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Haiti Relief Shows Digital Giving’s Potential

The massive charitable response to the devastation in Haiti should be a wake-up call for the charitable marketplace.

The massive charitable response to the devastation in Haiti should be a wake-up call for the charitable marketplace.

Using text-messaging and other digital applications, givers quickly have donated millions of dollars to relief efforts.

Givers also showed social media can be powerful tools for charitable giving.

Just as online giving came of age in the days after 9/11, Hurricane Katrina and the tsunamis in Asia, the Twitter generation has shown through its Haiti relief that texting is a strategy all nonprofits need to understand and put to use.

The challenge for nonprofits is figuring out how to do that.

The recession has hit the charitable marketplace hard, stressing nonprofits with rising demand for services and greater competition for shrinking donor dollars.

And in the face of the recession and a tradition of struggling to do too much with too little, too few nonprofits truly have taken full advantage of the Web and email, which these days already seem like “old” media.

Nonprofits tend to be slow on the uptake in adopting new media and fully integrating new digital tools into the way they do business.

Seeing the outpouring of Haitian relief using social media, nonprofits that truly care about connecting with givers using the means of communication their givers prefer should invest the time and effort to truly understand how to build digital tools into their overall operations.

Beyond just being cool and easy to use, social media actually can make a big difference in the way nonprofits raise money, recruit volunteers, deliver services, and communicate with constituents and supporters.

The huge question for nonprofits is whether they actually will do what it takes to plug into new media and put it to productive use.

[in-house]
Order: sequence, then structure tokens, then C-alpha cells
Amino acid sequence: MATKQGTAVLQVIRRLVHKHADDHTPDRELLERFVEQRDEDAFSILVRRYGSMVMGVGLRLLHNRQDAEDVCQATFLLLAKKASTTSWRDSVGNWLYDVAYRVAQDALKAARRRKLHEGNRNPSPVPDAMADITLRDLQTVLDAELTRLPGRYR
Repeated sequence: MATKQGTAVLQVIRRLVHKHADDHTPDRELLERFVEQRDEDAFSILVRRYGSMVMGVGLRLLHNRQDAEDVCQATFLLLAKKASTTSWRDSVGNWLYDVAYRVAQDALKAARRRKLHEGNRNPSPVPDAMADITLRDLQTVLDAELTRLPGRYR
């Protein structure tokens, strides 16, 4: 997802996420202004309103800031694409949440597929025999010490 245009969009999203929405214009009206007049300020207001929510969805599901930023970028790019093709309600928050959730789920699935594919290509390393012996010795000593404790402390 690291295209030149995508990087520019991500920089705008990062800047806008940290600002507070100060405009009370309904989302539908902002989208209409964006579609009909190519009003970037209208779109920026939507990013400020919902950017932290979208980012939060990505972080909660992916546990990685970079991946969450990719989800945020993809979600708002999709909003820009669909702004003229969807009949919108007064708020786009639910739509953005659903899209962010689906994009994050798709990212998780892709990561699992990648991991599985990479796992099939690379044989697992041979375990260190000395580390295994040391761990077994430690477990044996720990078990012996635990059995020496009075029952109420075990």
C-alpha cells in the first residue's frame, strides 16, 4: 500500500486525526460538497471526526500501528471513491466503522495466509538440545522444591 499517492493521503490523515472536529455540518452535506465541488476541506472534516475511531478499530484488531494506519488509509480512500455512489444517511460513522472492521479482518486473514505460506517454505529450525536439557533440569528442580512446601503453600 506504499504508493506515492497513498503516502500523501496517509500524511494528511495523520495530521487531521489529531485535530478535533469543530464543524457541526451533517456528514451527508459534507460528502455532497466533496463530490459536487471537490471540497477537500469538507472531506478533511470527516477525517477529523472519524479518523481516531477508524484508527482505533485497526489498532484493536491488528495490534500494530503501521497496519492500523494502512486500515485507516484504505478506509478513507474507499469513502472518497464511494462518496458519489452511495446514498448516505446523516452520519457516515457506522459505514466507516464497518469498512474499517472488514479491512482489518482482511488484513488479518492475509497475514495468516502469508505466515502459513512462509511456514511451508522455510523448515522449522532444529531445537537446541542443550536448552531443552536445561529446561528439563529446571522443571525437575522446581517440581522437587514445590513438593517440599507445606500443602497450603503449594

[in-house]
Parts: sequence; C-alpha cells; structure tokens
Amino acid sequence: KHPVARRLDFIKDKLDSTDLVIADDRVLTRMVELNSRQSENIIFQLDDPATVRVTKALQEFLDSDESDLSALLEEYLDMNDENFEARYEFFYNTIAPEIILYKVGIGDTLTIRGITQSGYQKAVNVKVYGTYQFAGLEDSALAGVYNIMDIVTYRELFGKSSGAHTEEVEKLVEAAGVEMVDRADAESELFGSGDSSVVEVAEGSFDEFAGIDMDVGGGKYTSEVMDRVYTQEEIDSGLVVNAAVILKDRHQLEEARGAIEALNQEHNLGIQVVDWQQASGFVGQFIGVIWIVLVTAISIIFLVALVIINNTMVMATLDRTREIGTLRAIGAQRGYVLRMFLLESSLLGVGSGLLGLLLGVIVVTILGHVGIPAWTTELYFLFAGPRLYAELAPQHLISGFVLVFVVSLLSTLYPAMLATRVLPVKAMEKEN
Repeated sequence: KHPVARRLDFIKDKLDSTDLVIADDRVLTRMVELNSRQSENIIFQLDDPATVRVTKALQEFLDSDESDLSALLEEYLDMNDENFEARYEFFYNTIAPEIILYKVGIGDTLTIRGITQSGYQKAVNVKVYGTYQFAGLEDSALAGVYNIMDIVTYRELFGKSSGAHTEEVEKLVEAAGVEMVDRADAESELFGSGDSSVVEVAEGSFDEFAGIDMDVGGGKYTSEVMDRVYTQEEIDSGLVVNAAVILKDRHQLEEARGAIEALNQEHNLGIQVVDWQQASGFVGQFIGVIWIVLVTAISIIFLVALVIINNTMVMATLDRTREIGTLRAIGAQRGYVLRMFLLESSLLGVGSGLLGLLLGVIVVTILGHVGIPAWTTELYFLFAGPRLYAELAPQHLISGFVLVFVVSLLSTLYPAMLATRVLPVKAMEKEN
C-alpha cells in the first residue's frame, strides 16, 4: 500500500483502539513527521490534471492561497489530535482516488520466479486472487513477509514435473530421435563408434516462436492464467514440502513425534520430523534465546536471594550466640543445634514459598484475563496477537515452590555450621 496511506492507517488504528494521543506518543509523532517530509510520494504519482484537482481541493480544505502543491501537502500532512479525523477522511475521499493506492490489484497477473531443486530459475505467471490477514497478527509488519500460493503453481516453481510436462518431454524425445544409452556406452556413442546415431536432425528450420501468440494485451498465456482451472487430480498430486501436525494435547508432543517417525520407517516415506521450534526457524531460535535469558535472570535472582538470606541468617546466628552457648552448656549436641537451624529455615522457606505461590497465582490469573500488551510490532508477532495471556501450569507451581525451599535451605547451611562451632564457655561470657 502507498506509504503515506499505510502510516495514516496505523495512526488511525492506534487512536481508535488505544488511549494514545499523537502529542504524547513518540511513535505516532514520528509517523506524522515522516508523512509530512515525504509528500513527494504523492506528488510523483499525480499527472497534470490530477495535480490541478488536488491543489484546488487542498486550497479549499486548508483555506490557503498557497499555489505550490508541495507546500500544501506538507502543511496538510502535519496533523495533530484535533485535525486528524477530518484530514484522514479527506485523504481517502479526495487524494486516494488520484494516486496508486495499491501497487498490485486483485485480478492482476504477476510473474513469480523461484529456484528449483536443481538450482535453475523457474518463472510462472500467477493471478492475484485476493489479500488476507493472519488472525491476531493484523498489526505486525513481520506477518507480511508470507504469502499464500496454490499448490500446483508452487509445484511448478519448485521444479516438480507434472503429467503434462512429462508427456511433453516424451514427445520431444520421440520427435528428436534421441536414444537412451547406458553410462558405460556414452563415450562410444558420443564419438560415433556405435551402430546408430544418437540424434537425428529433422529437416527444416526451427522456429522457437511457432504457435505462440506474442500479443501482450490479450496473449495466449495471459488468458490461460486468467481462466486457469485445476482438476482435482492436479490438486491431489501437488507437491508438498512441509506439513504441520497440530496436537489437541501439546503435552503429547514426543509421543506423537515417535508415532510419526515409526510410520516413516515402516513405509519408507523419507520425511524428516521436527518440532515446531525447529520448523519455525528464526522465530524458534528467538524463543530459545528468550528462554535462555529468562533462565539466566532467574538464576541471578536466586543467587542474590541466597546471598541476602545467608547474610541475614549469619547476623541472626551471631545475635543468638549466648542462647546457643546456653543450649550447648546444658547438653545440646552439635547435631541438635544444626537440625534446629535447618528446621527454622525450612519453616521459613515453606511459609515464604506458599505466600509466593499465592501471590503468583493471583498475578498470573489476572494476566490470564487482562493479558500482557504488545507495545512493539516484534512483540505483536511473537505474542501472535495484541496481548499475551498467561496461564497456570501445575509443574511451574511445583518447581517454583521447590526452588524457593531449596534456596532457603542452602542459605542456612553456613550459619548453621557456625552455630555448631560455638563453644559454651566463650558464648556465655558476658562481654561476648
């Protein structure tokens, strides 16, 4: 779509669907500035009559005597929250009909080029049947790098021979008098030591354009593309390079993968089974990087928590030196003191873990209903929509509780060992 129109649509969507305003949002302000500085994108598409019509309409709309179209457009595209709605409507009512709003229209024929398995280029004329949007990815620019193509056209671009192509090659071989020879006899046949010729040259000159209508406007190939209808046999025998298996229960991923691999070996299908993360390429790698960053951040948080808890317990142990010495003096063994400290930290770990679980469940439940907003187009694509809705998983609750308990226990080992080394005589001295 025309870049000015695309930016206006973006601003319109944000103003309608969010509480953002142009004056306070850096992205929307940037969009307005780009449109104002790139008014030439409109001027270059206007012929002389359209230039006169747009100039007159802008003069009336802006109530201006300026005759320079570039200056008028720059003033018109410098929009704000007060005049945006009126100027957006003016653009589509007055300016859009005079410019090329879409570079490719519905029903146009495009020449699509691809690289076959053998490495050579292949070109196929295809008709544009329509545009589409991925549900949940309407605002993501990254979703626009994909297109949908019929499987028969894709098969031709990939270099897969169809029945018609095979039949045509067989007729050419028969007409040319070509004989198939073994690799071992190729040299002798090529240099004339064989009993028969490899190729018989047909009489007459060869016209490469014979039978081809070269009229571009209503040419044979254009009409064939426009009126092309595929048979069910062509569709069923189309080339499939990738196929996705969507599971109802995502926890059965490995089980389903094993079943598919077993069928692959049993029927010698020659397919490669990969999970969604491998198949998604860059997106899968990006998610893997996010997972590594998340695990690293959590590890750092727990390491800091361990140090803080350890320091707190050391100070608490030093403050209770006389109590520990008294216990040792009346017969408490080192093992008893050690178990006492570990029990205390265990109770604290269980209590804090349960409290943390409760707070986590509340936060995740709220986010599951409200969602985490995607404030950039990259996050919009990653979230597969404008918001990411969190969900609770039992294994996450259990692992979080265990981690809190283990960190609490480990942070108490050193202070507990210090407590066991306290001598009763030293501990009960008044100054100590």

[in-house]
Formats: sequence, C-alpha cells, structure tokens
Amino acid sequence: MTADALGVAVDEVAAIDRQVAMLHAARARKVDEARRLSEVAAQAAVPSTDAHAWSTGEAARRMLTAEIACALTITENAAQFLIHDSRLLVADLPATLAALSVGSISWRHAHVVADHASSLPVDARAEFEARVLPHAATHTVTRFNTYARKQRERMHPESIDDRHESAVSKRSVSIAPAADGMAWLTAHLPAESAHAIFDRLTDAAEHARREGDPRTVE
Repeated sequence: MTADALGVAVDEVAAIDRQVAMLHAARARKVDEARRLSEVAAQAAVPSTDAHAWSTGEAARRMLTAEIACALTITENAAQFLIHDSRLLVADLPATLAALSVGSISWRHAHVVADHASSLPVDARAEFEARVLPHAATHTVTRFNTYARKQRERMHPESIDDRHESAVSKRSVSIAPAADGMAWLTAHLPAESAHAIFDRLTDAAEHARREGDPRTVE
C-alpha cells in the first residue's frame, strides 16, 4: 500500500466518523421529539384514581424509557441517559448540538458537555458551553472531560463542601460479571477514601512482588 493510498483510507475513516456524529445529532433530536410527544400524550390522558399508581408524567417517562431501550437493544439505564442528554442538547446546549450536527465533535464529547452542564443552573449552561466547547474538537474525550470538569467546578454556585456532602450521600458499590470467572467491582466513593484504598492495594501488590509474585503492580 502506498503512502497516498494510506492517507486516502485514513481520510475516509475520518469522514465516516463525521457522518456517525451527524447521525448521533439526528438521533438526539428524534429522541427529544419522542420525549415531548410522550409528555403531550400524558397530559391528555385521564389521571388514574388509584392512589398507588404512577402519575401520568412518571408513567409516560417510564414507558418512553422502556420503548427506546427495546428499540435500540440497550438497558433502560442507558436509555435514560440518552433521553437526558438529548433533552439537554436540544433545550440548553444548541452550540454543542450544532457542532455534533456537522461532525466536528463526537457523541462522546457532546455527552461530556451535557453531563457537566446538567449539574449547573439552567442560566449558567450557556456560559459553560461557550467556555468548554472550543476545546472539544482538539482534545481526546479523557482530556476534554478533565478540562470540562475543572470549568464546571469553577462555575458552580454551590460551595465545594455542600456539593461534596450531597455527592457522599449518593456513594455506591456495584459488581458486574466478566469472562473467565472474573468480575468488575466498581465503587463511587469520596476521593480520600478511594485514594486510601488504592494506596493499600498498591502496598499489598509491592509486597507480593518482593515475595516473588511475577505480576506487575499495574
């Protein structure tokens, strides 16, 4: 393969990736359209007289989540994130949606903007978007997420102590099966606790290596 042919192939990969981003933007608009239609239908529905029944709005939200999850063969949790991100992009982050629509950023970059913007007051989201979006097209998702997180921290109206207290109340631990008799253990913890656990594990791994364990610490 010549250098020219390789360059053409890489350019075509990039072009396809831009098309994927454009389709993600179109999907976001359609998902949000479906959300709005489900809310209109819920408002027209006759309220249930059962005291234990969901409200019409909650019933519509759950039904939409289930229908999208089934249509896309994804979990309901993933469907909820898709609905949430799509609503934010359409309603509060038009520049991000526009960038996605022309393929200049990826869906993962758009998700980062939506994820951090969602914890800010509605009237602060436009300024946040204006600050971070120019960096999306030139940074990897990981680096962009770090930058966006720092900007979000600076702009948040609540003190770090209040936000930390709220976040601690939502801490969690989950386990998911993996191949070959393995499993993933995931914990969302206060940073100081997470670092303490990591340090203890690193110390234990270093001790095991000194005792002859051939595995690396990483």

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COMMENTS

  • Chelsea Hick's avatar

    BY Chelsea Hick

    ON January 25, 2010 02:09 PM

    Todd,

    How do you feel nonprofits can capitalize on the potential for giving through texting and social media when the world is not hyper-aware of the need to give to a cause? In a recent course on Volunteer Management, a classmate who is a Volunteer Coordinator for the Red Cross informed us that the Red Cross recently implemented the texting technology, but that it hadn’t been put to wide-scale use. Now that it has been proven effective, I wonder how similar initiatives can be made successful for “smaller” or more localized causes?

  • BY Terri Freeman

    ON January 27, 2010 11:10 AM

    Great question…I’m not convinced that social media will work for all types of fundraising.  I am convinced that it can work in facilitating, and to some extent creating, communities of like minds.  So nonprofit organizations should look beyond the power of social media for fundraising, but also to the power for engagement, volunteer and friendraising, and most importantly advocacy.  We need to be careful of having a “happy meal” mentality about the tools availalble to us, assuming they will be the next “quick fix.”

  • Great article!  As a college junior very interested in nonprofit organizations, I found your article insightful.  It touches on what I have discovered to be a more macroscopic trend in the world of philanthropic organizations: the overall lack of high-level business acumen among many who run such organizations.  The potential for these organizations is huge, but I believe that there can be more done to capitalize on the kindness of people.  I greatly admire individuals who dedicate their careers and lives to working for charitable organizations.  However, I would love to see more business-minded individuals also serving as top management in many of these organizations.  I consider running a nonprofit organization to be a career aspiration of my own, but, having been educated on this issue facing many of them today, I have decided that I can best aid those in need by first gaining business and managerial skills.  I would like to develop the knowledge and capabilities that any business would desire to help them maximize effectiveness and efficiency, but then use these skills to help the nonprofit world.  Thank you for commenting on such an important issue.  Your post made me consider the ways in which technology and information systems processes can be better put to use by nonprofit organizations to help them reach their missions.

  • Is Haiti to much of an exceptional case to really inspire other non-profits and charities?  The media coverage and celebrity attention made the issue so salient and high visibility- those factors acted like free media for the charities.  Without such media saturation, a non-profit may not find so much giving to them.  Non profits may find they need to add content to keep people’s attention.  This increase may be more than the expected to spend in time or labor.  pend more resources on generating content for social media to really see a return on their investment.

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